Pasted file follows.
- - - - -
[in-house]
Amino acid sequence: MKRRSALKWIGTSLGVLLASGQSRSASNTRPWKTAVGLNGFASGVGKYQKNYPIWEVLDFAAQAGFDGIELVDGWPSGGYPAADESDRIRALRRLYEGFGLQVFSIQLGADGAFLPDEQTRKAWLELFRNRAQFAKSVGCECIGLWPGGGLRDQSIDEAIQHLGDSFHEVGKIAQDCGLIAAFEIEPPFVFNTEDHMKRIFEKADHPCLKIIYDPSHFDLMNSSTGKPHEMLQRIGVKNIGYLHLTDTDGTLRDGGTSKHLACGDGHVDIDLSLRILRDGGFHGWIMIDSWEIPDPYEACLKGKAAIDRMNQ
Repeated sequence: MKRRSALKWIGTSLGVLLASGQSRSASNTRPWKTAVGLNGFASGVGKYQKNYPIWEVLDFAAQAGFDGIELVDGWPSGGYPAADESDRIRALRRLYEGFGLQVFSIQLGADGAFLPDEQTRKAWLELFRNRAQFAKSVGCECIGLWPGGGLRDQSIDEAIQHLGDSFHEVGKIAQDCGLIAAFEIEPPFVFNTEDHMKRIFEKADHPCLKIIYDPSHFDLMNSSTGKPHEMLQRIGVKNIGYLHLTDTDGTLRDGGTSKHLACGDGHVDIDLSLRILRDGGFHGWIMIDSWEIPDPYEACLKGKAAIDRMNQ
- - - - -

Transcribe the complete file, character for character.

[in-house]
Amino acid sequence: MKRRSALKWIGTSLGVLLASGQSRSASNTRPWKTAVGLNGFASGVGKYQKNYPIWEVLDFAAQAGFDGIELVDGWPSGGYPAADESDRIRALRRLYEGFGLQVFSIQLGADGAFLPDEQTRKAWLELFRNRAQFAKSVGCECIGLWPGGGLRDQSIDEAIQHLGDSFHEVGKIAQDCGLIAAFEIEPPFVFNTEDHMKRIFEKADHPCLKIIYDPSHFDLMNSSTGKPHEMLQRIGVKNIGYLHLTDTDGTLRDGGTSKHLACGDGHVDIDLSLRILRDGGFHGWIMIDSWEIPDPYEACLKGKAAIDRMNQ
Repeated sequence: MKRRSALKWIGTSLGVLLASGQSRSASNTRPWKTAVGLNGFASGVGKYQKNYPIWEVLDFAAQAGFDGIELVDGWPSGGYPAADESDRIRALRRLYEGFGLQVFSIQLGADGAFLPDEQTRKAWLELFRNRAQFAKSVGCECIGLWPGGGLRDQSIDEAIQHLGDSFHEVGKIAQDCGLIAAFEIEPPFVFNTEDHMKRIFEKADHPCLKIIYDPSHFDLMNSSTGKPHEMLQRIGVKNIGYLHLTDTDGTLRDGGTSKHLACGDGHVDIDLSLRILRDGGFHGWIMIDSWEIPDPYEACLKGKAAIDRMNQ